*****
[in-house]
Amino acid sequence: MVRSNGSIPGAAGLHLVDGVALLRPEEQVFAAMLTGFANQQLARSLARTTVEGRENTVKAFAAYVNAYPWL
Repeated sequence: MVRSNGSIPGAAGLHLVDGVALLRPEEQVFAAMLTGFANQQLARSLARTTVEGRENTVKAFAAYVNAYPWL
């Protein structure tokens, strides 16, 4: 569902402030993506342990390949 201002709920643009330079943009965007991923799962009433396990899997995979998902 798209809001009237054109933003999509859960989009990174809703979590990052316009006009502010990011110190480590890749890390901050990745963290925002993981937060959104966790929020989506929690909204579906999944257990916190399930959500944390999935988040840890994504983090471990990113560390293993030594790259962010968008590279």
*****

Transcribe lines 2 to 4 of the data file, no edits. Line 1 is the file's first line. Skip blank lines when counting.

Amino acid sequence: MVRSNGSIPGAAGLHLVDGVALLRPEEQVFAAMLTGFANQQLARSLARTTVEGRENTVKAFAAYVNAYPWL
Repeated sequence: MVRSNGSIPGAAGLHLVDGVALLRPEEQVFAAMLTGFANQQLARSLARTTVEGRENTVKAFAAYVNAYPWL
């Protein structure tokens, strides 16, 4: 569902402030993506342990390949 201002709920643009330079943009965007991923799962009433396990899997995979998902 798209809001009237054109933003999509859960989009990174809703979590990052316009006009502010990011110190480590890749890390901050990745963290925002993981937060959104966790929020989506929690909204579906999944257990916190399930959500944390999935988040840890994504983090471990990113560390293993030594790259962010968008590279």